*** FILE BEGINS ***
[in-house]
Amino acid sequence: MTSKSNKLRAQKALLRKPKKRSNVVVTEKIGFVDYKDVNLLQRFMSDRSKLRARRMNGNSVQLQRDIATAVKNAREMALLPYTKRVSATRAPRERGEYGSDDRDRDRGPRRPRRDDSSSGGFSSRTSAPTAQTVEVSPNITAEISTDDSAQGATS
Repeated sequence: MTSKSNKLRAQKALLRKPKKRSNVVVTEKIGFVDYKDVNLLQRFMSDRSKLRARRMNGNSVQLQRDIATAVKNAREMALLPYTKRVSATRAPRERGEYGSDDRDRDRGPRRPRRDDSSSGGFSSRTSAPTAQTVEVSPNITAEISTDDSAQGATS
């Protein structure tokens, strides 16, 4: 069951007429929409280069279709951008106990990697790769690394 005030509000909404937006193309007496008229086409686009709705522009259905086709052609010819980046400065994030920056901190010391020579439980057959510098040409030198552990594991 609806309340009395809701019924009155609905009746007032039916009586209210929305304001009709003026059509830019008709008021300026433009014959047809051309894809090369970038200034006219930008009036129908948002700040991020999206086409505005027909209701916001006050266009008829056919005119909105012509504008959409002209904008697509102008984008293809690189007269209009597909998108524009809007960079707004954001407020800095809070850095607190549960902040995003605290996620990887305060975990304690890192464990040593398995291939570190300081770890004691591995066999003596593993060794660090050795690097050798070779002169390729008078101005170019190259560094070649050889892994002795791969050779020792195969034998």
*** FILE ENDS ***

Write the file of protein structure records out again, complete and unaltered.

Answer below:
[in-house]
Amino acid sequence: MTSKSNKLRAQKALLRKPKKRSNVVVTEKIGFVDYKDVNLLQRFMSDRSKLRARRMNGNSVQLQRDIATAVKNAREMALLPYTKRVSATRAPRERGEYGSDDRDRDRGPRRPRRDDSSSGGFSSRTSAPTAQTVEVSPNITAEISTDDSAQGATS
Repeated sequence: MTSKSNKLRAQKALLRKPKKRSNVVVTEKIGFVDYKDVNLLQRFMSDRSKLRARRMNGNSVQLQRDIATAVKNAREMALLPYTKRVSATRAPRERGEYGSDDRDRDRGPRRPRRDDSSSGGFSSRTSAPTAQTVEVSPNITAEISTDDSAQGATS
């Protein structure tokens, strides 16, 4: 069951007429929409280069279709951008106990990697790769690394 005030509000909404937006193309007496008229086409686009709705522009259905086709052609010819980046400065994030920056901190010391020579439980057959510098040409030198552990594991 609806309340009395809701019924009155609905009746007032039916009586209210929305304001009709003026059509830019008709008021300026433009014959047809051309894809090369970038200034006219930008009036129908948002700040991020999206086409505005027909209701916001006050266009008829056919005119909105012509504008959409002209904008697509102008984008293809690189007269209009597909998108524009809007960079707004954001407020800095809070850095607190549960902040995003605290996620990887305060975990304690890192464990040593398995291939570190300081770890004691591995066999003596593993060794660090050795690097050798070779002169390729008078101005170019190259560094070649050889892994002795791969050779020792195969034998």